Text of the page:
Return to Amanda Palmer


No matter how hard they try, they can't kill Amanda Palmer
By Steve Wildsmith
Originally published: November 19. 2009 12:05PM
Last modified: November 19. 2009 12:37PM

It's one thing, given the right circumstances, if the boss calls you into his office to discuss his opinion of your weight.

Rockettes, Hooters waitresses, strippers -- such occupations, as unseemly as such a tactic might be, could require certain limitations when it comes to how much an employee tips the scales.

But a musician ... one with a flair for the theatrical, a penchant for pageantry and a love for the sensual ... well, that's another story entirely. Imagine, then, the shock of Amanda Palmer -- half of the "Brechtian punk cabaret" duo known as The Dresden Dolls -- when summoned to a meeting with her record label and being told that certain scenes in her latest video were too ... ahem ... revealing.

"The label (Roadrunner Records) said they wanted to change the 'Leeds United' video because they thought I was too fat," she told The Daily Times during a recent phone interview, laughing at the absurdity. "It was the poor A&R guy's job to tell me, and it was an endless litany -- 'We think you look fantastic, but there are certain moments when we think it's slightly possible that the position you're in is slightly less than possibly flattering ...' I said, 'Oh, you think I look fat in that shot.' 'No, no, no, that's not what it is.'

"I showed it to my friends, and they said, 'No, girl -- the label is on crack; you look super-sexy.' From there, the story could have come and gone in the night, but I told fans about it, and they came out in support of me."

After reporting the debacle on her blog, fans immediately took pictures of their stomachs, flooding the Roadrunner website with messages and eventually starting their own site ( It's a sign of how loyal fans of Palmer can be, which is a necessary trait, given the fascinating, occasionally bizarre, often mind-bending journey upon which she takes them. She rose to fame as part of The Dresden Dolls, a group formed in 2000 by Palmer and Brian Viglione, designed to blend rock 'n' roll with makeup and clothing that pushed the cabaret/theater aesthetic and encouraged fans to get involved as well, making a Dresden Dolls show an interactive experience.

A 2004 self-titled debut album spawned a couple of minor college rock hits -- "Girl Anachronism" and "Coin-Operated Boy" -- and brought them to the attention of Trent Reznor, founder of Nine Inch Nails, who offered them an opening slot on his March 2005 tour. The album "Yes, Virginia," was released in 2006 -- a bombastic, record, it's grounded in a tapestry of mood music reminiscent of the score to silent films of the early 20th century, complete with tinkling piano, intermittent and jarring cymbal crashes and all manner of marches and romps overlaid with the pair's intense vocals.

In 2008, however, the Dolls began to wind down, and Palmer started looking ahead to a solo career.

"I want people to understand that I didn't run off to make my solo record because I was creatively unsatisfied with The Dresden Dolls," she said. "The reason Brian and I stopped working together when we did was just because we were burned out on being together. Creatively, we weren't having any differences; we were just driving each other up the wall playing together all of the time. I would love to play with Brian again. I think the strong suit of The Dresden Dolls was our live shows, and that's really the part I miss. Hopefully at some point we'll get back together just to play. I don't think we necessarily have to record to be The Dresden Dolls."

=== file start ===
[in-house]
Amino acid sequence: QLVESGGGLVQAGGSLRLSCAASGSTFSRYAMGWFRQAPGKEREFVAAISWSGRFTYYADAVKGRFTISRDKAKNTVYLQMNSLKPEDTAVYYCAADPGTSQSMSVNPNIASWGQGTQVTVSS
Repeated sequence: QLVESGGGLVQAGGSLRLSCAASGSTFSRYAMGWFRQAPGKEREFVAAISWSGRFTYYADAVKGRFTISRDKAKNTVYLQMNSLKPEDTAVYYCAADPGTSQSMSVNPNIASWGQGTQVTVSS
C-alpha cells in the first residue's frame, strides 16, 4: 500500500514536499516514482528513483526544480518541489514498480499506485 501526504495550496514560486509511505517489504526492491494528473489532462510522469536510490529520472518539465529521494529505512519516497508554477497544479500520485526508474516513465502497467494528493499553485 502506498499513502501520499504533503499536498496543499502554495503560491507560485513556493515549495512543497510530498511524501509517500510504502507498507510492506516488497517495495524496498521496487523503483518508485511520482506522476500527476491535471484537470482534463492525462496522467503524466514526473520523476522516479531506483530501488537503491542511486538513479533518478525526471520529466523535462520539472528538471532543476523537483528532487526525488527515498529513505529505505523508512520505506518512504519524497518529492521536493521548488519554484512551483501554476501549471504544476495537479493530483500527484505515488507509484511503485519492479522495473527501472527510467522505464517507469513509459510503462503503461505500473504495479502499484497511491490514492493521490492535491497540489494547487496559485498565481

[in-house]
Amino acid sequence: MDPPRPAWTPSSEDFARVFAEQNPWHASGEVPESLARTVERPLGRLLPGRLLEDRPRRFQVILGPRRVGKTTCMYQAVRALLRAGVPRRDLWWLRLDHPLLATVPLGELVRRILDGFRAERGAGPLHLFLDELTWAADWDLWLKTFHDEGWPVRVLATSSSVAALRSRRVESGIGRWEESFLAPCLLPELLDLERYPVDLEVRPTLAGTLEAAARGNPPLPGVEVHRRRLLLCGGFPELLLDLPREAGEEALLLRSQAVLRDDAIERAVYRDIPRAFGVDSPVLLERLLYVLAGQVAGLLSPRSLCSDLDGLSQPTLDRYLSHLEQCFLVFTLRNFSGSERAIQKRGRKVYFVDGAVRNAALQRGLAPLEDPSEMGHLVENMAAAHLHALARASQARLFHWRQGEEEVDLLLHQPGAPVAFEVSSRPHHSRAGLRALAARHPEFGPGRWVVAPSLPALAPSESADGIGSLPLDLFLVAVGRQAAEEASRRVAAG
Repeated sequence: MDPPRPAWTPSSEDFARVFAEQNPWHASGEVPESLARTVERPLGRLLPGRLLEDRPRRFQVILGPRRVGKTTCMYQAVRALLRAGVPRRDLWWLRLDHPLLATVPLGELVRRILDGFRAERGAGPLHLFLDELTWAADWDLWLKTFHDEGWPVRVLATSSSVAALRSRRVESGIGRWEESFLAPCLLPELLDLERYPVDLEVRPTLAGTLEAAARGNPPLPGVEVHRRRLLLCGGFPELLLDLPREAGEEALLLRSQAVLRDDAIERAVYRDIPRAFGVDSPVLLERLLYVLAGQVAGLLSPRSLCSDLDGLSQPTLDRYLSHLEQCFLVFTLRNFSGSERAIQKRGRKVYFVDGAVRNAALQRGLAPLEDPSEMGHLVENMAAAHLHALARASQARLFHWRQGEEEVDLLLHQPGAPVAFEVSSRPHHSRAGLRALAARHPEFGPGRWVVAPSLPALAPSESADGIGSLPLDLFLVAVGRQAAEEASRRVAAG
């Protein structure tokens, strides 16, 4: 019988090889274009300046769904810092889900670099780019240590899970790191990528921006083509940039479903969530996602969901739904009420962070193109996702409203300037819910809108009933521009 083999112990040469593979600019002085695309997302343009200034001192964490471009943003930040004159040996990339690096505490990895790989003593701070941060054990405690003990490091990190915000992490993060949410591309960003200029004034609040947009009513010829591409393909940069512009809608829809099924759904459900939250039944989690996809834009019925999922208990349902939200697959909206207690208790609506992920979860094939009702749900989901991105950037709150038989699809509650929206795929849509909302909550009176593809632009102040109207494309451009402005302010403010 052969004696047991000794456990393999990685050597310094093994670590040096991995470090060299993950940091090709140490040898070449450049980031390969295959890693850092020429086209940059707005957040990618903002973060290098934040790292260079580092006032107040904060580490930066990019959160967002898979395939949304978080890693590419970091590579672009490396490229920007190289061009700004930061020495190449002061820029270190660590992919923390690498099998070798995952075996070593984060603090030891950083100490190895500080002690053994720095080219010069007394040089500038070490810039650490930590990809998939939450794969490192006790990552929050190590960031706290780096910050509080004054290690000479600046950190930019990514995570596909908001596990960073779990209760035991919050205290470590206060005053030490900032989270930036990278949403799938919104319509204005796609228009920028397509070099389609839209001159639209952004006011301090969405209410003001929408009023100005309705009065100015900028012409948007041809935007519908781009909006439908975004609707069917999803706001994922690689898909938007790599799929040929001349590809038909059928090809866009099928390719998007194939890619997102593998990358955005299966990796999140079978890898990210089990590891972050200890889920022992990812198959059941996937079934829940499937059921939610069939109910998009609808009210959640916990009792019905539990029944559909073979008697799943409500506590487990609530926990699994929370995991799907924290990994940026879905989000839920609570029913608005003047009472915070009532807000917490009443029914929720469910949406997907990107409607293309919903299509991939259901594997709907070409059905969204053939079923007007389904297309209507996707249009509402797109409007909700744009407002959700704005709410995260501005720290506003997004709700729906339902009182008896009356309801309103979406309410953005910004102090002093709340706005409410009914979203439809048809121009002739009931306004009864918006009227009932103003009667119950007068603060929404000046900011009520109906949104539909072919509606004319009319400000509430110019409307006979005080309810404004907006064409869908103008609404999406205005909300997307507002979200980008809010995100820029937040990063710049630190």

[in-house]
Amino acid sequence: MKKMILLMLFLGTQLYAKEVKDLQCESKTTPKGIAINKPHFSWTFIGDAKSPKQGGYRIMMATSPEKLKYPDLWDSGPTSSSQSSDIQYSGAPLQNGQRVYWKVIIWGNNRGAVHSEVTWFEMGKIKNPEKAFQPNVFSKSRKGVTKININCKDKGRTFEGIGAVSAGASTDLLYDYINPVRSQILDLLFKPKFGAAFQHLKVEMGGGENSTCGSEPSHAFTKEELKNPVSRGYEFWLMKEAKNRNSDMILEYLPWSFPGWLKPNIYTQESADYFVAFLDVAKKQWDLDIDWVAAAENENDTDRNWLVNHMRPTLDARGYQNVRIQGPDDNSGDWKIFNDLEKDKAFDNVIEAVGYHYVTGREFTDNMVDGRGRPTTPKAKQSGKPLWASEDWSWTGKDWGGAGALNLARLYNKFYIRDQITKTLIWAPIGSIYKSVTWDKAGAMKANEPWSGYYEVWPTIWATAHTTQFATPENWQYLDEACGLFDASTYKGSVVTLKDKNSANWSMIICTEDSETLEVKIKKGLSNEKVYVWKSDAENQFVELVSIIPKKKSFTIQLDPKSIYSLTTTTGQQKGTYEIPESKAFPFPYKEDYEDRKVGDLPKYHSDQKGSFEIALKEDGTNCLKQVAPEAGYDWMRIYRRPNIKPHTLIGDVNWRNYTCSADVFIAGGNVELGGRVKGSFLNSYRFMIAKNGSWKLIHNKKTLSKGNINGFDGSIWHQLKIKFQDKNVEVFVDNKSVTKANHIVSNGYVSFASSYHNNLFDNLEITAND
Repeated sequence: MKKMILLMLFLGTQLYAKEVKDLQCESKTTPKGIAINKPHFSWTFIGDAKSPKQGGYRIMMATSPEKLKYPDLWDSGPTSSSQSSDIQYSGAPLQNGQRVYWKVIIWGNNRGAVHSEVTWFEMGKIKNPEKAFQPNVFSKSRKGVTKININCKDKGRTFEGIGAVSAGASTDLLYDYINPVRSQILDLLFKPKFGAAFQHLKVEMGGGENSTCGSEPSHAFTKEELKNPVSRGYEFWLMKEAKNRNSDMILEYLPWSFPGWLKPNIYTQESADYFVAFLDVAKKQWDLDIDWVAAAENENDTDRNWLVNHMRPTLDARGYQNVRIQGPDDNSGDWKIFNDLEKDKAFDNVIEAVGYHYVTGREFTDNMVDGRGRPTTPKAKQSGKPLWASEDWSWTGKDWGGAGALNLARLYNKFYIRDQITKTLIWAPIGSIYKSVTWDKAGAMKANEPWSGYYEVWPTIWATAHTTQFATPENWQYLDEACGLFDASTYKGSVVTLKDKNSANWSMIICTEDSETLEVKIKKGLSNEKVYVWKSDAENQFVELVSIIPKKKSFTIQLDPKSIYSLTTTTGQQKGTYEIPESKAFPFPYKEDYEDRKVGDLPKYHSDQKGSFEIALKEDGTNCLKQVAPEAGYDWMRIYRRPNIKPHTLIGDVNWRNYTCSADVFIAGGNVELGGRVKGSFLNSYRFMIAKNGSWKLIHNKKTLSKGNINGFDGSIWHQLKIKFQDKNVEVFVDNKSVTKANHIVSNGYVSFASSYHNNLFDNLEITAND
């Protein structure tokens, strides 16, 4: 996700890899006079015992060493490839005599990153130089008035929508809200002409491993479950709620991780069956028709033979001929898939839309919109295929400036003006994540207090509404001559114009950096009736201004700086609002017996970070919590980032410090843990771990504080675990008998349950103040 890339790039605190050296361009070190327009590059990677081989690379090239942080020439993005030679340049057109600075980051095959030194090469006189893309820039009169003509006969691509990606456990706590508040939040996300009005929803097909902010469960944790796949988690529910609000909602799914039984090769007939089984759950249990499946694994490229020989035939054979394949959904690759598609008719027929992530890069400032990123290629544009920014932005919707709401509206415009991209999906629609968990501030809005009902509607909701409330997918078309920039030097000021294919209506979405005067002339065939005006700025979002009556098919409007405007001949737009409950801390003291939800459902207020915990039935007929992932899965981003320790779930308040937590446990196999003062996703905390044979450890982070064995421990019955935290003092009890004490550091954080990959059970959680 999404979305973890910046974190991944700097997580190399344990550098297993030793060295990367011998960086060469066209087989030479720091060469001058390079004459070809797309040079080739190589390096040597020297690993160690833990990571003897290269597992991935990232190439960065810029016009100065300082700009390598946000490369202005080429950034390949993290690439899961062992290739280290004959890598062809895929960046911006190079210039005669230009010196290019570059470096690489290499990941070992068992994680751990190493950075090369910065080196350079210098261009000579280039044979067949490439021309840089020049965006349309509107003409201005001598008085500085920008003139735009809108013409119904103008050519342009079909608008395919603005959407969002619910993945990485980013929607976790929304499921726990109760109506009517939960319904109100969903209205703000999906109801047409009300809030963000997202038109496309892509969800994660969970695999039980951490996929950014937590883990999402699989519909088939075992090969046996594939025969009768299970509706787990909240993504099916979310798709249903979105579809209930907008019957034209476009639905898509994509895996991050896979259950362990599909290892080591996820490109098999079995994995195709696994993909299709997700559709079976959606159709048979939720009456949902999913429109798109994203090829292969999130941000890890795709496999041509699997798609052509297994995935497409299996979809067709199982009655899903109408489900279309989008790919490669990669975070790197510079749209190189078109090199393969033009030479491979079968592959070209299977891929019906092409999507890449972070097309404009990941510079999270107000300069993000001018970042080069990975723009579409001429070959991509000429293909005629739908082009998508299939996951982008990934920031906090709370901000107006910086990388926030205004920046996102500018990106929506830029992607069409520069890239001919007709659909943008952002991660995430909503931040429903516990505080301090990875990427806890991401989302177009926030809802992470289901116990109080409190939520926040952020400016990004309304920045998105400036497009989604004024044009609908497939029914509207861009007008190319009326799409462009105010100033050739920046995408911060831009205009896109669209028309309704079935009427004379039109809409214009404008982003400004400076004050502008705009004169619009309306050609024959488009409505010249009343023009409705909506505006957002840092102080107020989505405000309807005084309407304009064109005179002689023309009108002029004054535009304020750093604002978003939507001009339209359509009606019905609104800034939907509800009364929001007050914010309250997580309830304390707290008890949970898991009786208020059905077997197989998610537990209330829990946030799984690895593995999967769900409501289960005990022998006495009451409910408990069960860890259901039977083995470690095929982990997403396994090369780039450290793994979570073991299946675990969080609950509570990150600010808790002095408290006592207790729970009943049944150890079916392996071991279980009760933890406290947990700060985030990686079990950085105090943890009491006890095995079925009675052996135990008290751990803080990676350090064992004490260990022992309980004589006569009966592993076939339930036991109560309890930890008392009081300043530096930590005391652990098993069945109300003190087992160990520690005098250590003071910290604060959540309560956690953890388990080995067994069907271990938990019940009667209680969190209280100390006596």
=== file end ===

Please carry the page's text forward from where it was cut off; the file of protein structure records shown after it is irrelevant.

Taking her experience with the Dolls, Palmer released her solo album, "Who Killed Amanda Palmer," in September 2008. At first, she said, it was intended to be a small project, done quickly on virtually no budget. But then, as things in her world tend to do, it began to take on a life of its own.

"I didn't even have a title -- it was just a collection of stuff I was kicking around -- but then things started happening, one after another," she said. "I have this problem in my life of letting everything get gloriously out of control, and it usually works out, but sometimes it's a real ... pain in the ass."

Taking a cue from the character Laura Palmer on the old David Lynch TV series "Twin Peaks," Palmer found herself collaborating with writer Neil Gaiman, who has penned a number of thrillers such as "American Gods." At first, she wanted a simple book with just text and her photographs; Gaiman, however, supplied a plot and a mystery, and what started as a picture book became a companion piece to her CD.

With the controversy over the "Leeds United" video, as well as another brouhaha involving her song "Oasis," Palmer has remained in the spotlight. Regarding the latter -- an autobiographical song of rape and abortion in which the protagonist copes with her trauma with the help of music by Brit-pop band Oasis -- television outlets in the United Kingdom refused to air the video for it because, in their opinion, the upbeat nature of the song "made light" of the subject matter.

"I was like, you're kind of missing the point," she said. "What (angered) me is, if I had treated the subject with due reverence and sang the song as some heartfelt, minor-key ballad, that wouldn't have upset anyone. But it ended up causing a really interesting conversation, and I'm very glad it happened. It gave me something to think about and talk to my fans about -- when are you allowed to use humor?

"In the end, I wound up deciding that you need to use humor with everything, especially with the dark stuff. If you can't keep your sense of humor in the darkest, bleakest times, then you're really screwed. I came out of that situation more enlightened, for sure.

"But things like that happen to me all of the time, anyway," she added. "I like it, though. It's one of my favorite parts of the job."